Erkek arkadaşlar

I will start by saying this: I only drank two glasses of raki and 1 beer. It may be the motion of the boat, or perhaps dehydration of another sort that is giving me the throbbing headache I have after last night’s festivities.

Our dear friend, Regina, is departing Istanbul and starting a new life as a student at Columbia. So I will actually be able to see her more than when she lives in Turkey. But her other friends will miss her and so we had a Bosophorus night cruise as a going-away party. Everybody met at Ortakoy where we dodged screetching seagulls and watched couples share gum mastic ice cream cones and kumpir (baked potatoes with any number of strange toppings–pea and mayonnaise salad, cocktail weenies, corn, olive paste) while we waited for our private boat to show up. There were a mix of Americans, Turks, Brits, and Australians who make up Regina’s friends and we spoke in English as we watched boat after boat make completely inelegant crash-landings into the dock. When our boat (The Okyanus–why did I not notice last night?) arrived it’s top deck smashed into the fancy lit sign on the neighboring boat and the crews got into a shouting match in Turkish. But then we departed just at sunset and enjoyed a 3 to 5 hour float past the Ortakoy Bridge and the one after that and almost out to the Black Sea.

From Ortakoy on up, the shore is decorated with the stately old-money mansions (yalı) that everyone likes to fantasize about living in. Such fantasites are too remote for me, so instead I invent guerrilla theater. My current idea is to befriend some one who owns a yali with an enormous plate glass window into which you can see the entire grand room. Then we darken the outside, turn on a stobe light and when ships sail by we stage a crime complete with gunshots and blood-sprayed windows and see who calls the police. Or just setting up a movie screen and showing movies to people while they sit in boats. That’s probably more pleasant.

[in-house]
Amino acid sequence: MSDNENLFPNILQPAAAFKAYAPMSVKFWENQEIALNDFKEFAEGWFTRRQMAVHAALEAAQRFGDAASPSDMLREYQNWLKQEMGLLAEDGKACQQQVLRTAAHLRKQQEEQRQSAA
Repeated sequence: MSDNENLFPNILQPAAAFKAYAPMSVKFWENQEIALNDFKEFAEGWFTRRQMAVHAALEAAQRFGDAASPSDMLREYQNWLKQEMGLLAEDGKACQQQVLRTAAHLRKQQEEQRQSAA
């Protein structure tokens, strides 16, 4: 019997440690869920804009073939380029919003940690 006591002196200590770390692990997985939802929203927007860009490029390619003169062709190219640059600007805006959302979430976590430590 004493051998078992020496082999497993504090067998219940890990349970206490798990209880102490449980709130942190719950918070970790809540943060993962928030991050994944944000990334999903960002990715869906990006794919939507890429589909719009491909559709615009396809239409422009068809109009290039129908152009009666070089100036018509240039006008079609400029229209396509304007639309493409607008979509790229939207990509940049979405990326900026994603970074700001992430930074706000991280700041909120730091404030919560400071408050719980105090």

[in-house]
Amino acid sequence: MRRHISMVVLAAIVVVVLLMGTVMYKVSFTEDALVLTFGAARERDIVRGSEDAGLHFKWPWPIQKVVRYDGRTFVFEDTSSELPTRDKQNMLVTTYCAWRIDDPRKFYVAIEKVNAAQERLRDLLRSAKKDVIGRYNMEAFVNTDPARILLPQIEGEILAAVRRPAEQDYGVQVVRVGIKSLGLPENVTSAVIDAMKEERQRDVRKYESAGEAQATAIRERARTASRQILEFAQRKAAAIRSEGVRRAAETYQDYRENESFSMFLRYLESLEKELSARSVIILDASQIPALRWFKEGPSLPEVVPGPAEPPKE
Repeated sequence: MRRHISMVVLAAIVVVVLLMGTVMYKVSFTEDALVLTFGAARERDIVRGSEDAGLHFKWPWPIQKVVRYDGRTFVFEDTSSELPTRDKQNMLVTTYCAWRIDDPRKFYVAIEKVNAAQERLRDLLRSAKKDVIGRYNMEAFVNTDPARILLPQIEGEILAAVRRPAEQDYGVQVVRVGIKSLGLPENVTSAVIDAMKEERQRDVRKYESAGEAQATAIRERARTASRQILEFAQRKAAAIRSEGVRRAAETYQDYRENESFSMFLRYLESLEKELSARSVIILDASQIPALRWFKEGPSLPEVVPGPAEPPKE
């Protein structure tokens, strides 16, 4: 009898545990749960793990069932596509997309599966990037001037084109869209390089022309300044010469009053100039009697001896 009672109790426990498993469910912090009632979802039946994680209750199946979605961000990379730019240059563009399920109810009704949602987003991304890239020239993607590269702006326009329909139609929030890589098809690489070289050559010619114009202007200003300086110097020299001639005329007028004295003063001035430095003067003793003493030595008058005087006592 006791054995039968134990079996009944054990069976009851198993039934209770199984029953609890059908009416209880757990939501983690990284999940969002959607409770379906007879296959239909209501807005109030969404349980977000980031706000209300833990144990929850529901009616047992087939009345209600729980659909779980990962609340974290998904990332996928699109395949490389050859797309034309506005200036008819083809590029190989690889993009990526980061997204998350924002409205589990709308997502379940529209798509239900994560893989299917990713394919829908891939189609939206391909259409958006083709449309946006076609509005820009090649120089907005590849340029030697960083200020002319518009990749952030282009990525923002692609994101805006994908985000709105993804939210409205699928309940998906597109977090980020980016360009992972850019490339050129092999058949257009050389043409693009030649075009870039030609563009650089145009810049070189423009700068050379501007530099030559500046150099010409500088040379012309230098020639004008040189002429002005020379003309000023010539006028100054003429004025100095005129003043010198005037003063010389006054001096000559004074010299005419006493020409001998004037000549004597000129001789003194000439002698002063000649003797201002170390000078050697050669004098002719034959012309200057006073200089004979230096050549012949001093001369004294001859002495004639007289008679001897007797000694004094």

We ate dinner and drank and chatted until everyone got a little loose and then we went to the top deck and reclined on pillows and smoked narghile and listened to the most atrocious band on record. A little acoustic outfit playing the Doors, Elvis, and Hootie and the Blowfish. But Julie and I got involved in an animated conversation with a man who described how he took an Egyptian colleague to a brothel in Amsterdam, had to impersonate a doctor and do calisthenics in the poor woman’s quarters. I laughed so hard my stomach muscles are sore.

Despite Julie, Regina, and I feeling pretty groggy in the morning heat, we trekked to the Tarlabasi produce market so I could visit my watermelon boyfriend, my t-shirt boyfriend, the Disco Boys, the Cheese Guy, Regina’s avocado boyfriend, and Julie’s olive boyfriend This is the same market in which we accidently bought marijuana last summer. We have lots of friends there. We must also have enemies as well–two old ladies stole Julie’s wallet while she walked through the market. In the three years she’s lived her nothing like that has happened, and fortunately the only things in there were her bank card and residency permit. Hours later, after she went to the police station in the district to get a form to apply for a new card, another police station called and told them the onion seller found her wallet and turned it in. So now Julie has an onion boyfriend.

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